Originally posted May 16, 2009
For a time in the mid- to late 1960s, I – like many American boys – was fascinated by hot cars.
When I was thirteen or so, I got an Aurora table-top racing set, expanded with bridges and spirals and cross-crosses and more. My cars were a Ferrari, a Jaguar, a Maserati, a couple of Ford GTs, a Mercury Cougar, a Thunderbird and, for some odd reason, a dune buggy, which – even more oddly – I called “Hot Tuna.”
I drew awkward designs for cars (always in profile as my ability to draw in perspective was even more limited than my ability to draw in profile). I looked occasionally at the automotive magazines that made their way through the guys’ ranks at South Junior High. (They left me generally unsatisfied with their talk of torque and other – to me – arcane mechanical things; I was interested in design.) And I built some model cars: I recall a 1940s vintage Ford, a 1932 Chevrolet and a 1964 Thunderbird, on which I daubed royal blue paint so inexpertly that it looked like an experiment gone awry.
I never drove a cool car. My earliest vehicle was a 1961 Ford Falcon, followed by a 1967 Falcon wagon and then a 1973 Plymouth Duster, long after the Duster model had lost any cachet it might ever have had. Since then, the line of cars parked in my driveways has included Toyotas, Chevettes, a Mazda, an Oldsmobile and, now, a Nissan. Not one of them was ever a car that would have made the guys in junior high go “oooh” as I drove by.
I did have a short-term brush with sharp cars, though: For a couple of years as she finished high school and began college, my sister dated a fellow who raced stock cars at the local track. I went along a couple of times, so on those and a few other occasions, I got to ride in his cars, which included a Chevy Malibu and a Dodge Charger. None of the kids from school ever saw that, though, which diminished the joy slightly.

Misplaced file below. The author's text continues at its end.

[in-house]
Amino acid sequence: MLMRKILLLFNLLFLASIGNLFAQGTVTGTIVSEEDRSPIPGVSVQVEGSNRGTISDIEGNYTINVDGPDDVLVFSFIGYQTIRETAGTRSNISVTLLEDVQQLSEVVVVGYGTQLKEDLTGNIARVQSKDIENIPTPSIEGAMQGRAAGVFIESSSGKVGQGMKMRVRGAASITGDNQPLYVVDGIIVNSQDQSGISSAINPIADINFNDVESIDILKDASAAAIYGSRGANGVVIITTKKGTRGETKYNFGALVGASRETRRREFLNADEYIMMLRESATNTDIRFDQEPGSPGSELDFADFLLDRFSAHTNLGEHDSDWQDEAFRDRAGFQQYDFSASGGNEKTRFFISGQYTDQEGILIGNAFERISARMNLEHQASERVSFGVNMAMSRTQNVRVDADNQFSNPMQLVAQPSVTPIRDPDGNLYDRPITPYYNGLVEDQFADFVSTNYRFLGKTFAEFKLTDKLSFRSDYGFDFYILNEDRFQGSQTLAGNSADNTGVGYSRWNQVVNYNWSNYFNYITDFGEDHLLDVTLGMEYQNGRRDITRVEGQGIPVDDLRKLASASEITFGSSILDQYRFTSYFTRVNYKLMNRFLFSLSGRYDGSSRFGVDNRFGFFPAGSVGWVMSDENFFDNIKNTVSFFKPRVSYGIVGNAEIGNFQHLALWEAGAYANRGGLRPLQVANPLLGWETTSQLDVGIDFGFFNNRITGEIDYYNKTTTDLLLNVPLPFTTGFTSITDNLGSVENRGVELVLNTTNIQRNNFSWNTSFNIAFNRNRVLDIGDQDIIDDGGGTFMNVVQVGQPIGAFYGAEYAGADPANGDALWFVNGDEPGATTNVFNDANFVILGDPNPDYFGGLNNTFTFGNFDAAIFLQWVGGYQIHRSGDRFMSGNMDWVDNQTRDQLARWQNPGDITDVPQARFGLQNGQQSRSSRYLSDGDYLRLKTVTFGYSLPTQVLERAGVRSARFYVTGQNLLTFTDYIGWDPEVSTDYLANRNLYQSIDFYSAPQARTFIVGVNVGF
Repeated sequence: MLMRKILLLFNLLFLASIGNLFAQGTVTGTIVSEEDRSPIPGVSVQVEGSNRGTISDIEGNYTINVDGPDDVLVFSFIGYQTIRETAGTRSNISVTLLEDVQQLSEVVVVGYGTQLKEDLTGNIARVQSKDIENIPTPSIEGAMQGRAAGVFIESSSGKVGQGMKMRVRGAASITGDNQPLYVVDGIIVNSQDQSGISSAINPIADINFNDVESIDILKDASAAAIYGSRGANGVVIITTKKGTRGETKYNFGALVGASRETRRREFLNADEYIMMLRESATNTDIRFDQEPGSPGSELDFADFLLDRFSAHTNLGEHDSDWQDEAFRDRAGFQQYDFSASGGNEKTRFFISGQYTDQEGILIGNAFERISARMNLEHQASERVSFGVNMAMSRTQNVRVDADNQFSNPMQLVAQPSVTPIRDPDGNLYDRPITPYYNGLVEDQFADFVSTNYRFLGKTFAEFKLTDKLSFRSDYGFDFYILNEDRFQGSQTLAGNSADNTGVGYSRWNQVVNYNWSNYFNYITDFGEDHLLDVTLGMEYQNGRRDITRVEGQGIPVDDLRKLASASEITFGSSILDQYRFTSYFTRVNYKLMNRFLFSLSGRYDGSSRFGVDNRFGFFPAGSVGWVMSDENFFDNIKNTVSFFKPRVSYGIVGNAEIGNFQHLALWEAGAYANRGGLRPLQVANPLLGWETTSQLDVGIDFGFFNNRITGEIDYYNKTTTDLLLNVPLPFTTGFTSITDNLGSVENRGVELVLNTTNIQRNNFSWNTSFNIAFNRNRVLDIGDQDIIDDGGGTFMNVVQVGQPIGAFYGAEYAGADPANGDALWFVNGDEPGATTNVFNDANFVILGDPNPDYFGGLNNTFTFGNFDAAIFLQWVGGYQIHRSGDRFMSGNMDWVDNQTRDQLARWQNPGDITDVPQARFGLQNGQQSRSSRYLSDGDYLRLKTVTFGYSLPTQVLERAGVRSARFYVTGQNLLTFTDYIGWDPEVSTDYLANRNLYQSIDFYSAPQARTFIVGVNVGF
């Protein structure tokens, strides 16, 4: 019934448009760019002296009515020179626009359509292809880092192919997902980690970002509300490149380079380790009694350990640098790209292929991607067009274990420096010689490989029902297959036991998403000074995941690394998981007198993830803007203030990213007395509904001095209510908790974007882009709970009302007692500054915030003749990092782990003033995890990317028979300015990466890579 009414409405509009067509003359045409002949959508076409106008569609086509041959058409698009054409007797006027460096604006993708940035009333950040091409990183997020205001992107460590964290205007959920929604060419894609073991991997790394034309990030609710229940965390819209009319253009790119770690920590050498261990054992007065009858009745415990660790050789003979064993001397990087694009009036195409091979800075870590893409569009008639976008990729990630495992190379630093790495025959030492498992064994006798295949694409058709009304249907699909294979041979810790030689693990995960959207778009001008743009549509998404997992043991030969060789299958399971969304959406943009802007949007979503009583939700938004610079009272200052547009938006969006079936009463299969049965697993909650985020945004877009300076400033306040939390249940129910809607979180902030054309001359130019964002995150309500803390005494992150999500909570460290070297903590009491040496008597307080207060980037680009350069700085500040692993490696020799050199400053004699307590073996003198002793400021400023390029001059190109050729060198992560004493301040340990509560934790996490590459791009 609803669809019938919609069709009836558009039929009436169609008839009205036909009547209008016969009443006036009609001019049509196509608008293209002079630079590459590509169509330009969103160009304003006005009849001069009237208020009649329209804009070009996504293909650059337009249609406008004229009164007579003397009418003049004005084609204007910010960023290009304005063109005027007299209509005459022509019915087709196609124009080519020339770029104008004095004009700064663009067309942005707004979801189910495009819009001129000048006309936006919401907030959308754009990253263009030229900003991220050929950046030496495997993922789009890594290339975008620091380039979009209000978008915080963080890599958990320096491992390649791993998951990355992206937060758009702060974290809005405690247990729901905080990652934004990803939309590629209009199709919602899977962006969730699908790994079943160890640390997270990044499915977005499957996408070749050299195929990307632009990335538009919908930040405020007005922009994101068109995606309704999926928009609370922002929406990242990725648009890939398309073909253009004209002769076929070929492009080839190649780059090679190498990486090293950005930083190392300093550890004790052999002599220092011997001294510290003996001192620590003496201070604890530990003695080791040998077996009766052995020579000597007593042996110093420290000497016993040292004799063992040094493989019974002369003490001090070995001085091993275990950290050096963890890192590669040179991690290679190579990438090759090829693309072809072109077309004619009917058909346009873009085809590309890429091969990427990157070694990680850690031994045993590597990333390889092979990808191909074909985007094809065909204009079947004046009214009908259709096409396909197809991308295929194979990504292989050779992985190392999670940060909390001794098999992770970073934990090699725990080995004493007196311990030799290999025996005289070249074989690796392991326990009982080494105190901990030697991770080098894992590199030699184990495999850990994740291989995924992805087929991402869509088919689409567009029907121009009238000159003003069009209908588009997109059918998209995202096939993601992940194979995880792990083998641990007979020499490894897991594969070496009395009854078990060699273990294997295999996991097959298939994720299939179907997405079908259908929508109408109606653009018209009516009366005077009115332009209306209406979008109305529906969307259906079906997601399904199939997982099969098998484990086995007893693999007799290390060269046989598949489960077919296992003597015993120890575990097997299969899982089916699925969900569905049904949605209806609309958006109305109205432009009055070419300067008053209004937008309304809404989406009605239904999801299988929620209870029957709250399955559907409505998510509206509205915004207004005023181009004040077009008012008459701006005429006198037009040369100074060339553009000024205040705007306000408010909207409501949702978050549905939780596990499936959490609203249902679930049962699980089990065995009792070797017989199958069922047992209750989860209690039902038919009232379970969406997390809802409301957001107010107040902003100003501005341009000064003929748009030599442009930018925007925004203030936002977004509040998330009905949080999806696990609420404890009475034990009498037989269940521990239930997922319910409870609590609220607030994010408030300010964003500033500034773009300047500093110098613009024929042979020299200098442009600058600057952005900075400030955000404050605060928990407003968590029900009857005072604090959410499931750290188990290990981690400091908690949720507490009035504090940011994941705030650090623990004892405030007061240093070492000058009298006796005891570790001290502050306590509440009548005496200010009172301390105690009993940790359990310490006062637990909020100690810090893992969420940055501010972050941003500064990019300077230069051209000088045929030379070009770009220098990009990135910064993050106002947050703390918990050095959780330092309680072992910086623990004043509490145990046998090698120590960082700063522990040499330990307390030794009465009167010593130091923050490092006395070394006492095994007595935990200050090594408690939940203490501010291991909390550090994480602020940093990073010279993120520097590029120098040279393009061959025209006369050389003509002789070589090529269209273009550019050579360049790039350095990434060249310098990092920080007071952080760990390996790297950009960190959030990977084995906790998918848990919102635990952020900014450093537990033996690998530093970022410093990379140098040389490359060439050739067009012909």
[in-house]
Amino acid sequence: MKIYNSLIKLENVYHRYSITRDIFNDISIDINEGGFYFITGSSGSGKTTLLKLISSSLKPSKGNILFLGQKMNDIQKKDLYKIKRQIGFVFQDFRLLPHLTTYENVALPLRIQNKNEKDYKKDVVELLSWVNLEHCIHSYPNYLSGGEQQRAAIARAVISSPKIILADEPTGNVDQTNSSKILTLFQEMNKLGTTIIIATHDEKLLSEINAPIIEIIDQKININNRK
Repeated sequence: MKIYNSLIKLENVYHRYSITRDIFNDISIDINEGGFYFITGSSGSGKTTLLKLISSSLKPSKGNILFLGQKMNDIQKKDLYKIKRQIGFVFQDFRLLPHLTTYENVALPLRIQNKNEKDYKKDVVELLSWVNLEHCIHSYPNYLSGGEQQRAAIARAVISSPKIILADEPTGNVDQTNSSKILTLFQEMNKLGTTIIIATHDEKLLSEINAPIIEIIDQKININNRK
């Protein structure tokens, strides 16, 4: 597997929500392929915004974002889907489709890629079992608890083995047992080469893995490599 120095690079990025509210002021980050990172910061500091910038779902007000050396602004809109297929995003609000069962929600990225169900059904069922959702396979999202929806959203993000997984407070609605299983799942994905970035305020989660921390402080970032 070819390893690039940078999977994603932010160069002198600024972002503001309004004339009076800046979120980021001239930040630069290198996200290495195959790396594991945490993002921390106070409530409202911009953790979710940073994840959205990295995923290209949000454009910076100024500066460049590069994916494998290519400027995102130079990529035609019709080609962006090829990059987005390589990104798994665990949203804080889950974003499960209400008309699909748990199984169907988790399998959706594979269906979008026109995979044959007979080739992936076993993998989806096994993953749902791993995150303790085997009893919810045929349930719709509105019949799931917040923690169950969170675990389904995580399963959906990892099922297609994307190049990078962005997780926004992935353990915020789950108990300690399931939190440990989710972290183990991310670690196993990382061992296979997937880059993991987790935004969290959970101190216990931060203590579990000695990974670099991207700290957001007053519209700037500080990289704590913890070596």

And when my sister entered her final quarter of college and moved from her 1961 Falcon to a 1968 Mustang, I bought the Falcon. It rattled a lot, it wasn’t fast and it didn’t look cool. But it got me where I needed to go, which was a far more important consideration. Anyway, although I still enjoyed the look of a nicely designed car, my interest in things automotive had waned.
All of this came to mind this week as I watched the U.S. auto industry continue to flail about in its efforts to remain viable. The closing of thousands of dealers by Chrysler and General Motors this week was only the most recent contortion. Among the earlier moves had come the announcement that GM would be ending production and sales of the Pontiac brand.
One of the spurs to the 1960s love affair between boys and cars might have been the huge presence on the radio of songs about cars and their drivers. The most prominent creators of such songs were, of course, the Beach Boys. From “Little Deuce Coupe” and “Fun, Fun, Fun” through “Don’t Worry Baby” and “409,” cars were one-third of the perfect trinity of pastimes on which the Beach Boys relied for their inspirations (surfing and girls being the other two). Jan and Dean had their moments, too, with “Dead Man’s Curve” and a few others.
But the song I thought of the other week, when GM announced the end of the Pontiac, and one I kept thinking about this week, was an ode to an auto model that existed for only eleven years in its original form. The G.T.O., produced by Pontiac from 1964 through 1974 (and then from 2004 through 2006 by Australia’s Holden, a GM subsidiary), was – according to Wikipedia – the first “true muscle car.”
And in 1964, Ronny and the Daytonas went to No. 4 with “G.T.O.,” today’s Saturday Single.
“G.T.O.” by Ronny and the Daytonas, Mala 481 
3.37 MB mp3 at 192 kbps